3 Things In Biotech You Should Learn Today: April 20, 2017

by: Zach Hartman


Regeneron's partner granted European patent on CRISPR/Cas9 for amyloidosis.

NovoCure presenting compliance data for Optune at AAN.

CytRx hangs on with a meeting at the FDA.

Welcome to another installment of "3 Things in Biotech You Should Learn Today." In this episode, we're going to consider the news of a few "out there" technologies, namely CRISPR gene editing and tumor-treating fields. Then, we'll come back to something a little closer to conventional.

Without further ado...

Regeneron's partner granted European patent on CRISPR/Cas9 for amyloidosis

Regeneron (NASDAQ:REGN) is quietly stepping into the spotlight on development of the CRISPR/Cas9 gene editing technique, as its partner Intellia Therapeutics (NASDAQ:NTLA) was granted a patent from the European Patent Office for its platform, which is currently being explored in preclinical studies to manage familial amyloidosis, a devastating condition caused by massive overproduction of transthyretin.

Earlier this year, REGN and NTLA published findings showing the ability for this CRISPR platform to reduce the expression of transthyretin in mice livers by 97%, which was sustained for at least four months in these animals.

Looking forward: This is obviously very, very early days for this treatment strategy, but I think we're all rather hungry to hear news of how well the CRISPR platform might work. REGN's continuing development in this area signifies that it is building confidence and continues to work. These are also impressive preclinical findings for amyloidosis, which currently has no cure and only variably effective symptomatic treatment options.

NovoCure presenting at AAN; more and more on Optune

NovoCure (NASDAQ:NVCR) is marketing its Optune technology, which is a wearable device that is designed to provide lethal doses of electric fields to tumors, a so-called "tumor-treating field" technique. This has been shown to deliver similar, if not better, efficacy compared with chemotherapy in glioblastoma, the most common form of primary brain cancer.

NVCR has announced that it will present new findings regarding tumor-treating fields at the American Academy of Neurology meeting in several poster sessions. A few of these are related to technical aspects of Optune, such as how tissue capacitance may predict benefit from the technique.

Another study assessing compliance with Optune will show that patients with longer overall exposure (cutoff at 2,885 hours) have better overall survival (under versus over: 8.8 months versus 17.2 months), representing a significant association between total exposure and benefit.

Looking forward: These findings point to a significant trend for doctors involved in glioblastoma. Obviously, taking your medicine is important for cancer therapy, but being able to point to solid data to explain the benefit helps doctors realign their priorities and teach their patients about compliance. This is especially important, considering that you're asking the patient to wear a backpack and headgear for several hours a day, every day. Putting rubber to the asphalt can give patients extra motivation.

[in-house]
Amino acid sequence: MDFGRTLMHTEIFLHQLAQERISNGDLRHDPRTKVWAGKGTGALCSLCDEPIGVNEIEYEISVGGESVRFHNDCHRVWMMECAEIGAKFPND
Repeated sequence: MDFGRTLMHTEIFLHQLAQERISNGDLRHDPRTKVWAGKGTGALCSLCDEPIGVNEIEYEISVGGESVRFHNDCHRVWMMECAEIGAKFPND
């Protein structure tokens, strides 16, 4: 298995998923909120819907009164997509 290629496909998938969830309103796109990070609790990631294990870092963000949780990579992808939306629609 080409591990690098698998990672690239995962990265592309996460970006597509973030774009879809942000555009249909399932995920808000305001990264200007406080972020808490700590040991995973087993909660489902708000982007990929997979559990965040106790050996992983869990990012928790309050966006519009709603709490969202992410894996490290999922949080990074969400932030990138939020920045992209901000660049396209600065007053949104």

CytRx hangs on with a meeting at the FDA

CytRx (NASDAQ:CYTR) has been involved in the translation of a new chemotherapeutic agent, aldoxorubicin, to the management of soft-tissue sarcomas, a group of tumors arising at multiple sites in the body that present a huge challenge for the medical community.

In a press release, CYTR announced that it had met with the FDA in a discussion of how it may progress through the drug approval process. The FDA assured CYTR that it will be able to use the same approval pathway used by similar chemotherapy agents in the past (such as Abraxane, an albumin-bound form of paclitaxel).

This keeps the company on course to submit an NDA to the FDA for aldoxorubicin later in 2017.

Looking forward: Aldoxorubicin has shown significant promise compared with other chemotherapeutic agents in soft-tissue sarcoma. Considering the high unmet need status of these tumors, it is unsurprising that the FDA is willing to work with the company to collaborate on the best path forward for an encouraging new version of chemo.

However, there is still major risk potential with a small-cap like CYTR, especially one that has had such a bumpy ride. Twice in 2016, it diluted shareholders substantially. Moreover, in July 2016 the company announced some not-so-pleasant news surrounding aldoxorubicin. Results of its pivotal study did not show significant improvement in PFS compared with investigator's choice chemotherapy, though disease control rate eked out a significant improvement. Whether this latest news from the FDA means that the company has since seen an improvement (nearly half of the results were censored as of July 2016 because of a clinical hold) remains to be seen. So there is quite a bit of risk investors take on, and I redouble my plea that you consider all relevant factors before considering an investment in a microcap.


Thank you for checking out another edition of this digest. If you would like to continue receiving updates from the world of biotech, please consider becoming a follower of mine on Seeking Alpha. This will allow you to receive email updates whenever the new edition comes out. And also, feel free to leave a comment in the section below!

Disclosure: I/we have no positions in any stocks mentioned, and no plans to initiate any positions within the next 72 hours.

I wrote this article myself, and it expresses my own opinions. I am not receiving compensation for it (other than from Seeking Alpha). I have no business relationship with any company whose stock is mentioned in this article.

Editor's Note: This article covers one or more stocks trading at less than $1 per share and/or with less than a $100 million market cap. Please be aware of the risks associated with these stocks.